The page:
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When should you take a risk? Your body will tell you.
I once applied for a job that asked me to take a personality quiz. Not realizing that the quiz had somehow pegged me as highly risk-averse, I was confused when I was hit with a slew of interview questions about how I deal with my paralyzing fear of risk.
Especially confused because the very reason I was looking for a job was because I had just moved to a new city with no job and no place to live – for the third time in 10 years.
Even though the quiz had missed the mark, they hired me. But the process made me realize that, if anything, my problem is that I adore risk. Another problem: I’m also very good at it. My skills in walking up to the edge of a cliff and breathing through the anxiety and terror that wait for me there are legendary.
But I’ve also learned that all risky behavior comes with a cost. The key to knowing what is a wise risk and what is a foolish step is found in developing a relationship with the oracle that is your body.
Here’s the deal with risk – it’s what goes into 99% of being alive.
If you want to be part of the 1% – that mythical creature who has a predictable and comfortable life – then stay home. Close your doors and windows and never answer a phone call. Never let the sun kiss your bare skin as you skinny dip in a river or feel the heat on your legs from a motorcycle’s engine. And by all means, don’t have a relationship, because that would disrupt everything you’ve worked so hard to protect.
If that predictable and comfortable life is for you, then do it without apologies. But if you want a legendary kind of life, the kind that leaves you with all sorts of stories to tell, then find your guts and walk out the door.
Having guts is exactly what we need for wise risk-taking, because our guts have a lot to say about how we should live our lives.
That’s not to say that they always speak clearly. Sometimes our guts cramp up and shut down in the face of a big risk, but that may not mean that we need to pull back. Often that gut response can be an acknowledgement that we stand to lose something we care about.
And thank goddess for that – we should have a certain degree of awe as we peer over the edge of a cliff and imagine letting go of relationships, children, careers, homes, or old ways of being.
But the true guts we need when facing down a risk are the kind that remind us that all the things we think we will lose have never belonged to us. They belong to Life, and Life will come to take them back one day, leaving us naked and cold and forced to figure out how to make a new reality work. Just like we did the last time.
But let this soothe you as you stare across the abyss wondering if it’s worth it – nothing that is inherently yours will ever be lost.
The Gifts of Risk
So jump, but jump wisely. Jump when you are strapped to the parachute of intuition, not the cement block of impulsivity.
But before we shun impulsivity as a villain, let’s acknowledge what it really is – a rudimentary form of intuition.
Because there’s a gift to impulsivity that every child knows – it blinds us to the danger signs that would otherwise prevent us from taking big leaps that result in big growth. Impulsivity allows us to jump at a yes when it appears and shut it all down the second a no arises. Without it, we would likely settle for that predictable and comfortable life from day one, and lose sight of our potential for the greatness that comes from doing exactly what we want when we want it.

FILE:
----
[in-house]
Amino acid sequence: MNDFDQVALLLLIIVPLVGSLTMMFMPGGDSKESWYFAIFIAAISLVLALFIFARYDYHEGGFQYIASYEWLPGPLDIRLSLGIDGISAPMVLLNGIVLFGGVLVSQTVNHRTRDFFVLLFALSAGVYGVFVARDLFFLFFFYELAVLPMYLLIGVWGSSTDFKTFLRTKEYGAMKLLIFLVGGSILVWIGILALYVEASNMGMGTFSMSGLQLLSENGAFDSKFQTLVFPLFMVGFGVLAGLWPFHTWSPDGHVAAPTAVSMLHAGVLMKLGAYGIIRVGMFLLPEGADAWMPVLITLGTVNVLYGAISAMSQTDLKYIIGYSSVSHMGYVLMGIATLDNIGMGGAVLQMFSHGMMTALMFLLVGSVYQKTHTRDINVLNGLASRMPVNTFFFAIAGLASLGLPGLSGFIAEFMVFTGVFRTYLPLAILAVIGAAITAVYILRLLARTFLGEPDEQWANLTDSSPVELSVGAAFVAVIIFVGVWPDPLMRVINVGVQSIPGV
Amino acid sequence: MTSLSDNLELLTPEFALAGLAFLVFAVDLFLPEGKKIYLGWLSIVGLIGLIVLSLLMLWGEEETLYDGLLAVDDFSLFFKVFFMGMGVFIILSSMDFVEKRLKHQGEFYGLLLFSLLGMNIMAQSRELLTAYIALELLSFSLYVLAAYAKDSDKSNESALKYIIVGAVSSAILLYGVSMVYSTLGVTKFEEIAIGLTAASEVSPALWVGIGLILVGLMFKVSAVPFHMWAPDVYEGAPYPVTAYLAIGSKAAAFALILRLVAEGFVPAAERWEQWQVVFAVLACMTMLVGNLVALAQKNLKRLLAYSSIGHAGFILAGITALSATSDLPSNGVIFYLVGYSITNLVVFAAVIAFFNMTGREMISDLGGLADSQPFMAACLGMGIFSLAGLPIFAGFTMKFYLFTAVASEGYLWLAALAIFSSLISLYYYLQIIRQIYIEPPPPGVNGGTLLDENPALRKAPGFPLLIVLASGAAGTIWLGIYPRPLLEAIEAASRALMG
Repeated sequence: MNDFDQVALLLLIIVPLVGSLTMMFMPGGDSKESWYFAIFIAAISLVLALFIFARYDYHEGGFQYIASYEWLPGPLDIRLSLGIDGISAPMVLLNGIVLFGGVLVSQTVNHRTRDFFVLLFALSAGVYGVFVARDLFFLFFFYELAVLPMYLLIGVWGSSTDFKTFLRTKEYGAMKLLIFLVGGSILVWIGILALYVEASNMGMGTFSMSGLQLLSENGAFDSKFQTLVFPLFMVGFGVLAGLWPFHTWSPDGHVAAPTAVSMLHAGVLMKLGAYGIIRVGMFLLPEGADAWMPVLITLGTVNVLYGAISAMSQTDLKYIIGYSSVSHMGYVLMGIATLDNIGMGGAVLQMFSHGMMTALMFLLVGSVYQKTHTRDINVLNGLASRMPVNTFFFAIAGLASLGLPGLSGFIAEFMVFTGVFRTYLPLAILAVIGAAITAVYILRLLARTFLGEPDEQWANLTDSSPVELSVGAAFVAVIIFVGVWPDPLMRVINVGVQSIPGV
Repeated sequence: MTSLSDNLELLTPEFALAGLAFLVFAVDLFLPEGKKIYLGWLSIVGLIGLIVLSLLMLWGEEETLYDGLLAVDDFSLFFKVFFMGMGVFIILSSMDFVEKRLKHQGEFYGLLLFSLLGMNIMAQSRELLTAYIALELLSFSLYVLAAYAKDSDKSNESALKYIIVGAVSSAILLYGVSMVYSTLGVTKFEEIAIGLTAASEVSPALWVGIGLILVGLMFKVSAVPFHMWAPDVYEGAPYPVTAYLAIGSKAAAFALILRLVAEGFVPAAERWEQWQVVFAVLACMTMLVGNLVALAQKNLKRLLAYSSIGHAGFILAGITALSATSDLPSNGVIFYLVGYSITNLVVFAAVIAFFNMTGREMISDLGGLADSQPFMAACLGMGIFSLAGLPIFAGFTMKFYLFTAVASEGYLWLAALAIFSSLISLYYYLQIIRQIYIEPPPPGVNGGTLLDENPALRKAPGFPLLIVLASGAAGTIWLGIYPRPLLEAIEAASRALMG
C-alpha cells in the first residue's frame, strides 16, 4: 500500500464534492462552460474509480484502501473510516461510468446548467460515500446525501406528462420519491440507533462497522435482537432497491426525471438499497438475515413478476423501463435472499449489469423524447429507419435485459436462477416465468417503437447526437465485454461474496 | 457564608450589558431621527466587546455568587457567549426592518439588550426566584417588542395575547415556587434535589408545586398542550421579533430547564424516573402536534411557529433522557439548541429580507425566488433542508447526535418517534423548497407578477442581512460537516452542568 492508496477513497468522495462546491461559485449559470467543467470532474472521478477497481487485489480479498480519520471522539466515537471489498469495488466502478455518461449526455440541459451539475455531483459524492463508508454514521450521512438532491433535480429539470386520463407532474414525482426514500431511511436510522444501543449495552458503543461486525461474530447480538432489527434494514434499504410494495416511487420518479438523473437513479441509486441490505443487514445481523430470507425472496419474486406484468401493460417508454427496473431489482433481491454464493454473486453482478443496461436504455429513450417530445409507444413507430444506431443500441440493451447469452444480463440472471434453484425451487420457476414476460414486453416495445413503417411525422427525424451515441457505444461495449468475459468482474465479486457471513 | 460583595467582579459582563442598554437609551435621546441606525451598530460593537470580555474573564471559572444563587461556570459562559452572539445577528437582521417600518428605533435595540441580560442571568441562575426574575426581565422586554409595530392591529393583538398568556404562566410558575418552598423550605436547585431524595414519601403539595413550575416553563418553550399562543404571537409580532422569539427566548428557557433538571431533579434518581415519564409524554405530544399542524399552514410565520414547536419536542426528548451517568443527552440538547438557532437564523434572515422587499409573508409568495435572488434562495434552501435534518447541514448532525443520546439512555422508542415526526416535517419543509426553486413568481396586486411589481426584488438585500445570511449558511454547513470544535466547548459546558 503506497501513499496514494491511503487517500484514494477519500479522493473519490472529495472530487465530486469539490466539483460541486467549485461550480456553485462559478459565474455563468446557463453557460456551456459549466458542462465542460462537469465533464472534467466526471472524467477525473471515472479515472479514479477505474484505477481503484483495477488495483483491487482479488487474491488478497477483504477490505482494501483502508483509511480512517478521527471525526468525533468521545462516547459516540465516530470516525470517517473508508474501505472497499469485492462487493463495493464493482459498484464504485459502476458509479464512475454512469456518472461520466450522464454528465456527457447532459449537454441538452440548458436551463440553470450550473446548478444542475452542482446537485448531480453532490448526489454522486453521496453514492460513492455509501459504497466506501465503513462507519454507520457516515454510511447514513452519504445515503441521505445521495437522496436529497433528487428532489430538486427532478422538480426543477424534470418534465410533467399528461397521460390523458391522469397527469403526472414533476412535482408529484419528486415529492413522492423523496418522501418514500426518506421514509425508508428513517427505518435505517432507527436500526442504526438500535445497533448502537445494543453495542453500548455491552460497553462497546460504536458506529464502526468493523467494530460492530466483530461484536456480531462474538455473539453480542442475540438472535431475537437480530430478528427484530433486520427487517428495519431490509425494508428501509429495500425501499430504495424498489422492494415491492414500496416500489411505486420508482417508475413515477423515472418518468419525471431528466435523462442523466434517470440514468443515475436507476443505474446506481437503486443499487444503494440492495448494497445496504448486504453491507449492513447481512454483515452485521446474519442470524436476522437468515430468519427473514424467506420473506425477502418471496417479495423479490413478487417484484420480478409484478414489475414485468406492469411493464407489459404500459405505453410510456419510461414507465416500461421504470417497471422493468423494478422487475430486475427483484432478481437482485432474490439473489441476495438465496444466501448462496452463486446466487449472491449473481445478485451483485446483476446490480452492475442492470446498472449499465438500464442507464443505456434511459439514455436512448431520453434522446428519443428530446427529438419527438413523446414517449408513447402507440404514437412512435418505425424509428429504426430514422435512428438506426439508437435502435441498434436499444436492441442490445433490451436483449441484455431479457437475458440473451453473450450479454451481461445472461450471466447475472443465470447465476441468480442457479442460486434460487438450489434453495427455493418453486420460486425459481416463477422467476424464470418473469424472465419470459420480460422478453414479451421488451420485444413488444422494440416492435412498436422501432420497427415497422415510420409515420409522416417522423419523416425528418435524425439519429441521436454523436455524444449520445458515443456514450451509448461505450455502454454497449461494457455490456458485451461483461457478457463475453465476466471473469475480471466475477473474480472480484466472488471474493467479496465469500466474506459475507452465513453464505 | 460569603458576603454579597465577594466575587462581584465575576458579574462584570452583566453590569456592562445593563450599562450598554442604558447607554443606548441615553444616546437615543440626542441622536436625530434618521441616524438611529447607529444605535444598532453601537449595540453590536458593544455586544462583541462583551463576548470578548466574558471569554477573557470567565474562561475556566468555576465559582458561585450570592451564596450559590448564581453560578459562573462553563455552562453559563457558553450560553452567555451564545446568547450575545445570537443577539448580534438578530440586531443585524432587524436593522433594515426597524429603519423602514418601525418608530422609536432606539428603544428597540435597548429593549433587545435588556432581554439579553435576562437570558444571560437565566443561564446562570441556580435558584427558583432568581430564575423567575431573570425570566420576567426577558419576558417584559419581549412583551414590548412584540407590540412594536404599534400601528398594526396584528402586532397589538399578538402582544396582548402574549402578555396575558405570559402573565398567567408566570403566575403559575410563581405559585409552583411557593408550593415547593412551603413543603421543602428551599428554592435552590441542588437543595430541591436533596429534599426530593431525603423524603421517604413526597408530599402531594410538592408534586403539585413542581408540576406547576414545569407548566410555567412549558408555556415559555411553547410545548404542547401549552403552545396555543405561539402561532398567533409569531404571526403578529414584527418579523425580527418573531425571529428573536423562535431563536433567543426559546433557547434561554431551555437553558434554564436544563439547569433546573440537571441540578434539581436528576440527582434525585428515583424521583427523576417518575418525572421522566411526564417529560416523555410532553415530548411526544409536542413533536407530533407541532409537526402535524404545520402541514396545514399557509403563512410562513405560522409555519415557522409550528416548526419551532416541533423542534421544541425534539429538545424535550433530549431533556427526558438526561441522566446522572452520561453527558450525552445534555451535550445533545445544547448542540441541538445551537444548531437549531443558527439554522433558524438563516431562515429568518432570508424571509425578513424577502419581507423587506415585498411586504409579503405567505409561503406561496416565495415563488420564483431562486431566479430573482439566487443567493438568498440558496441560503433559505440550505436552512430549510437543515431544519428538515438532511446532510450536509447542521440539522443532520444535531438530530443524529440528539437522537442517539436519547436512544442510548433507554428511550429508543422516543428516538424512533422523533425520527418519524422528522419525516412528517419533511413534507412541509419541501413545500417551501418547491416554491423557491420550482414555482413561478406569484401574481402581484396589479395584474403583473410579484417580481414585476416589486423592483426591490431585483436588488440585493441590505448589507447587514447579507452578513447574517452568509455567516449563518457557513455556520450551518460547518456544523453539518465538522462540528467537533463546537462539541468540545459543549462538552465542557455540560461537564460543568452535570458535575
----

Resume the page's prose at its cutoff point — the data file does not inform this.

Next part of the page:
But impulsivity has to grow up or else it will take us down. That’s where intuition walks in, dressed up like the cool aunt that impulsivity hopes it will be one day.
If impulsivity is when you jump and hope you have wings, intuition is when you jump because you know that six weeks on bedrest with a broken leg will bring the humility needed to unfurl the wings you know are there.
If impulsivity is shoot, then aim, intuition is a quiet gaze at the target for as long as it takes to know if it’s worth even raising your weapon.
Intuitive knowingness can come slowly. Or – just like impulsivity – it can appear in a flash. But you’ll know the difference when you hold off on taking action – for a minute, for a year, as long as it takes. The voice of your intuition lingers long after the tongues of impulsive fire have gone out.
And that’s how you tell the difference between the kind of risk-taking that is unable to listen and the kind that leaves you shinier and sharper than you were going in.
But here’s the thing – the best time to practice tuning into your intuition is not when you really need it.
So when you’re in relatively calm seas, take small risks to find out what your yeses and nos feel like and test the results. Practice discerning between impulsivity and intuition in low-risk ways – by choosing a new laundry detergent or what kind of rice to cook – feeling into the options until your body begins to speak to you. Notice patterns of relaxation or tension, ease or discomfort, crouching or standing tall. Then, take note of the outcomes of your choices, replacing the need to be right with the desire to explore.
Then when you are facing a big risk, you can turn toward your honed intuition. And it will turn to you, speaking through your body, telling you to go left, turn right, or stay completely still. It will be the type of gut reaction you can actually trust.
And if you screw up on something big? Remember that you can’t fail if you see every experience as an opportunity for growth and self-understanding.
So jump. See where you land. Then brush yourself off and tend to your wounds – because these are the price you’ll pay for a less-than-boring life.
But every little scrape is worth it if it brings you closer to home.